John Hamilton

Are we asking too much of bankers?

By John Hamilton

Their role as providers of "least-cost" debt means bankers have to be selective and avoid losses--their viability depends on it.

Lately, as I've heard business owners bemoan their inability to get loans, I've found myself defending bankers' business-lending practices, or at least trying to put their role in context.

Before a commercial loan officer makes a loan, he or she needs to feel confident that the borrower has the ability to repay it. Their role as providers of "least-cost" debt means banks have to be selective and avoid losses. That's particularly true in today's economy, when the market is, at best, uncertain, and many businesses have had a couple of tough years.

So when a banker says your collateral is insufficient to support your loan, realize that banks need evidence of a secondary way of being repaid. The bank's viability depends on it.

Also, remember that banks are regulated by the government. If they don't insist on sufficient collateral for their loans, regulators will slap their hand (and they should, because, among other things, the government insures bank depositors up to $250,000 through the Federal Deposit Insurance Corp.).

There are also times when the loan size is so small that it would cost the bank more to make and monitor the loan than it would earn back in interest.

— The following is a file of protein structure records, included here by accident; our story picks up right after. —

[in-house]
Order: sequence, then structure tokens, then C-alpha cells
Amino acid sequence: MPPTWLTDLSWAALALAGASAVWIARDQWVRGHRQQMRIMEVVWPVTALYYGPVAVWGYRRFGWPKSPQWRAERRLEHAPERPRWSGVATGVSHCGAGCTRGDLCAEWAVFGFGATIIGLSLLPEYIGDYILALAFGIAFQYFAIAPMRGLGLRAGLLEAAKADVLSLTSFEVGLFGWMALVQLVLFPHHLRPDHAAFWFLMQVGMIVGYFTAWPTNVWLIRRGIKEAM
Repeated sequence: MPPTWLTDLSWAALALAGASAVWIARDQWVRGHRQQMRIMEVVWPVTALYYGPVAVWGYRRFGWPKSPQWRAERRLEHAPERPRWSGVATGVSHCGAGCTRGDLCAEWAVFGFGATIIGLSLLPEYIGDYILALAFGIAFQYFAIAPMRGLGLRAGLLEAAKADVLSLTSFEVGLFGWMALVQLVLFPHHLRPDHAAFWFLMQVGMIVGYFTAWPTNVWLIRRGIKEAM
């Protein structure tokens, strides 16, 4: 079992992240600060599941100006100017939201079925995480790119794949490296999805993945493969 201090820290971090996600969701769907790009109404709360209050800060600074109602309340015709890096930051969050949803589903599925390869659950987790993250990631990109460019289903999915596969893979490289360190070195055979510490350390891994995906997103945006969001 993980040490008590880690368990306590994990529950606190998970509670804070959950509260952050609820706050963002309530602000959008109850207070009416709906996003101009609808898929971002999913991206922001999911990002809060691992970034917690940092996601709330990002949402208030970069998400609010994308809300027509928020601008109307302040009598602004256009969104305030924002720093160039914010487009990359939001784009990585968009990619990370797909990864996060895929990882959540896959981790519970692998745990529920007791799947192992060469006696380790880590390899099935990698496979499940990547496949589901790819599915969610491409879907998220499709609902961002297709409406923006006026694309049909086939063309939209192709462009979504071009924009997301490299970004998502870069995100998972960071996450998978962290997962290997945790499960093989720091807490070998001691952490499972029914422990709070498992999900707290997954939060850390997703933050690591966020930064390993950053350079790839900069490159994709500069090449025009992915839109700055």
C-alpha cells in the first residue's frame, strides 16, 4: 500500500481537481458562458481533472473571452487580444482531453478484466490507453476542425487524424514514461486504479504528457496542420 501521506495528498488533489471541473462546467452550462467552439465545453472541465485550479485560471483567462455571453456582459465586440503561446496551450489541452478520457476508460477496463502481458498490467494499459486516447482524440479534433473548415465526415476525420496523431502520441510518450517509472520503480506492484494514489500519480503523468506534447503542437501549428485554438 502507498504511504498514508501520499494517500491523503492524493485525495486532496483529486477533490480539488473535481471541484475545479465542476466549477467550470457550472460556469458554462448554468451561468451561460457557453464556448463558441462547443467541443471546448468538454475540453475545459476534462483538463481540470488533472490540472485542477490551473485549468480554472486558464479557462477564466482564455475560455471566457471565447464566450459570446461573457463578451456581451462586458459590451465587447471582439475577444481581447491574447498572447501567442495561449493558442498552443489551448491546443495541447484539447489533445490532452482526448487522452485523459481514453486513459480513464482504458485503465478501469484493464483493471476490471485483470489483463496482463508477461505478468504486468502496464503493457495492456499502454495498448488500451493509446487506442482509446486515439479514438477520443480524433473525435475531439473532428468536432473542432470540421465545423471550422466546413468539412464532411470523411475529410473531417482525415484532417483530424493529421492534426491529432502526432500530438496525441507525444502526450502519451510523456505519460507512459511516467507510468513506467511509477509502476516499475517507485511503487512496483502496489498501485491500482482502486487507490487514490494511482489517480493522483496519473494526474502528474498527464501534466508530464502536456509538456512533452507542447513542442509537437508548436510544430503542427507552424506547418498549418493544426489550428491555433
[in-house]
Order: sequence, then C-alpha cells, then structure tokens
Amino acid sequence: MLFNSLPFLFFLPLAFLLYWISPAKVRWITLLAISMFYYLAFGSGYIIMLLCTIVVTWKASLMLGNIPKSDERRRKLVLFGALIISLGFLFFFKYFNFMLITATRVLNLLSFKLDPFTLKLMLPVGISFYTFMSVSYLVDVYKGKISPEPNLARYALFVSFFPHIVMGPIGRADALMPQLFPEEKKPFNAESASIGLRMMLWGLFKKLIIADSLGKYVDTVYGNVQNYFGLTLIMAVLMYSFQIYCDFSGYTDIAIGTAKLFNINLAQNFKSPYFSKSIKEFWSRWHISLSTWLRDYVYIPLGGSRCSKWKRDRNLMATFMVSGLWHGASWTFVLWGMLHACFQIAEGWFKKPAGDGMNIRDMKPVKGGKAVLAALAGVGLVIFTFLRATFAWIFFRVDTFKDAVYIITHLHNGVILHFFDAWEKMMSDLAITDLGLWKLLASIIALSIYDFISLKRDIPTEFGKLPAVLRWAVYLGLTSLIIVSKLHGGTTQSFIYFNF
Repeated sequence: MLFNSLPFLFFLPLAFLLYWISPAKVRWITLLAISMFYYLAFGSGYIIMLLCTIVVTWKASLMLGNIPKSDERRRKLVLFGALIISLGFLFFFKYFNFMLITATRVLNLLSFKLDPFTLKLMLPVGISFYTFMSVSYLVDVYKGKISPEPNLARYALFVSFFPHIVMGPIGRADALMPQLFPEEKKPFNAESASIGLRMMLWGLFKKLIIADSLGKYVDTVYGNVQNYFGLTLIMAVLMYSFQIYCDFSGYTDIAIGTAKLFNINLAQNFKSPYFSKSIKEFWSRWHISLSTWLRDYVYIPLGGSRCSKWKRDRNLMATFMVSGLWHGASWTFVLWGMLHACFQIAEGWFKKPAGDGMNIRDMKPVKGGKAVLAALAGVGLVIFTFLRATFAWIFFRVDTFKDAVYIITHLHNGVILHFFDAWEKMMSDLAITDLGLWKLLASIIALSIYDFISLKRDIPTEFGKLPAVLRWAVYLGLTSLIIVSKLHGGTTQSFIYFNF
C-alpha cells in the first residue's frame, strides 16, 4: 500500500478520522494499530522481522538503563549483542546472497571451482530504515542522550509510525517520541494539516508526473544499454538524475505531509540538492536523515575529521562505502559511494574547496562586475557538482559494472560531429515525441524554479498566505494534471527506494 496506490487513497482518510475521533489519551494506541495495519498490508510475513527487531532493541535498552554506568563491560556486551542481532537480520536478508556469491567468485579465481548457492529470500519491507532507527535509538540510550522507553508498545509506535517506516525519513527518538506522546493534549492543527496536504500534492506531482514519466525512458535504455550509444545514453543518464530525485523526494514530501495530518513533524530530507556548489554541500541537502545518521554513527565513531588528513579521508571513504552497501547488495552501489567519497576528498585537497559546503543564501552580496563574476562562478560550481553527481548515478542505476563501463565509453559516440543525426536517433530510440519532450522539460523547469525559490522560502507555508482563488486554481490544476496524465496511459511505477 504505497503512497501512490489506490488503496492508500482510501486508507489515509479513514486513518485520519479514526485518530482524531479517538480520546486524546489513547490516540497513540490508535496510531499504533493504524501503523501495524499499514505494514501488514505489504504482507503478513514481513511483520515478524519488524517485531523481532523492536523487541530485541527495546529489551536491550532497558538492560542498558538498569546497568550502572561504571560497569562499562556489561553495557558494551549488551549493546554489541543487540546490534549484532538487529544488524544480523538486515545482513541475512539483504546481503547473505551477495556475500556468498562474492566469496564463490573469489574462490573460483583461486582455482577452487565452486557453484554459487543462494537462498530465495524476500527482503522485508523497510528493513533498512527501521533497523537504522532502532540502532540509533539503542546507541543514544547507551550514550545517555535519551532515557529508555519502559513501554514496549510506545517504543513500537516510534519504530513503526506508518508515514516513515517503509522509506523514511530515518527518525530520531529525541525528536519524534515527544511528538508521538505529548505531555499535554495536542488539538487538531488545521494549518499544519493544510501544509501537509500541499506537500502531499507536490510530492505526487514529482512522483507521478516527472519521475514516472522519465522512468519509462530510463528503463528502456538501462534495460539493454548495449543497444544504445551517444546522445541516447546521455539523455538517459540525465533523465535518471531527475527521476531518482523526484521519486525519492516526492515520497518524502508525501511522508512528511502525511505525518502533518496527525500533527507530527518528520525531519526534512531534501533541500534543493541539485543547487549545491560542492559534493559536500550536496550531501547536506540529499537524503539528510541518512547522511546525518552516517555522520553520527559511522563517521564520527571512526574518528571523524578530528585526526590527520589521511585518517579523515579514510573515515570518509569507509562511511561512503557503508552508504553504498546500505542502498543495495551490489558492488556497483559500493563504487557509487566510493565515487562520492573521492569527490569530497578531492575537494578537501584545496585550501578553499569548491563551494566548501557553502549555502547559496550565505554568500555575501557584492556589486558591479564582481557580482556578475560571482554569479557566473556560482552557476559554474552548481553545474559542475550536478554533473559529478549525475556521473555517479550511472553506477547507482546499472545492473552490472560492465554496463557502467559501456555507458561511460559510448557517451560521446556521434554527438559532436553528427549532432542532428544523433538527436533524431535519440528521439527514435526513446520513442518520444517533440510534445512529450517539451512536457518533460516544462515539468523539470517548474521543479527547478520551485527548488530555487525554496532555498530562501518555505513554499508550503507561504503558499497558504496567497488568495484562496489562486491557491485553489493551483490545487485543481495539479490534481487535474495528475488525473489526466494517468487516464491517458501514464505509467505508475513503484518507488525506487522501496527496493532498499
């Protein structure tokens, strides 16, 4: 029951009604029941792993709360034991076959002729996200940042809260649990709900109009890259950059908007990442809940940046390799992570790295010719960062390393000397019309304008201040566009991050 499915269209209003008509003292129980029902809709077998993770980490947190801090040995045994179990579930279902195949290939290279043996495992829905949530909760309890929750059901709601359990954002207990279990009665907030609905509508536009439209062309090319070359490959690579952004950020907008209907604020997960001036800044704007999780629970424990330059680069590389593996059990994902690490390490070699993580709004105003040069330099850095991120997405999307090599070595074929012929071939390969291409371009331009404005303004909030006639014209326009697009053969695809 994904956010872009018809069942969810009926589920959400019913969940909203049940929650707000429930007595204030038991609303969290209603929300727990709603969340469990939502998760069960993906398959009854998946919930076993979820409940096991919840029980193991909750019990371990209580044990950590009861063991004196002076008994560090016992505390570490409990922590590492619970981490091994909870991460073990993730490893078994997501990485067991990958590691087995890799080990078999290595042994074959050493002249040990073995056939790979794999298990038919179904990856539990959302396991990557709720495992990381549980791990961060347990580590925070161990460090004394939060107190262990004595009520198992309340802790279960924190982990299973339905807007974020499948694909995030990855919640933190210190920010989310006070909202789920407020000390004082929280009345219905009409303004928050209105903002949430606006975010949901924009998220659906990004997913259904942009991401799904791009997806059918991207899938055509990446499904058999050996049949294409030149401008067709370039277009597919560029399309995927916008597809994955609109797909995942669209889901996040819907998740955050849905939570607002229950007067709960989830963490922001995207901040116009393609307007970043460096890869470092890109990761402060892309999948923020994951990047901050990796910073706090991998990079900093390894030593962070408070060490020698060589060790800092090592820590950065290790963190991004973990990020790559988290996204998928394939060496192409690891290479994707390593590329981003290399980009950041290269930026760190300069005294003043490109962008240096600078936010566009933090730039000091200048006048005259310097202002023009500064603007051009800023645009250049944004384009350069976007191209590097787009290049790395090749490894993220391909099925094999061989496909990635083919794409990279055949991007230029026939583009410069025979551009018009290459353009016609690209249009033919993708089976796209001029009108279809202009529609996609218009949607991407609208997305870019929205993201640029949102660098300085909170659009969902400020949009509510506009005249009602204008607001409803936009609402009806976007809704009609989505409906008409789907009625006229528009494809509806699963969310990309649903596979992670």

I sympathize with the frustrations of business owners, but banks can't provide for all the capital needs of small businesses. When the business has a profitable track record and sufficient collateral to cover the loan, banks can deliver. But if the business has had recent losses, or the loan request exceeds its collateral, it may require a lender/investor who can do an in-depth analysis of the management team and who will cover the probability of future losses by charging more for the loan.

One byproduct of tighter bank lending is that alternative lenders are expanding their financing options. These lenders are more risk-tolerant, but also are more expensive. The good ones look beyond the business's financials, evaluate its potential, and can extend capital when they believe in the business.

So appreciate your banker for what he or she does best provide lower-cost capital. And if you need capital beyond what your banker can provide, ask for a referral to a lender who make loans that are too small or too risky for banks. But don't ask a bank to be something it can't be.

John Hamilton is the Community Loan Fund's Vice President of Economic Opportunity and Vested for Growth's Managing Director.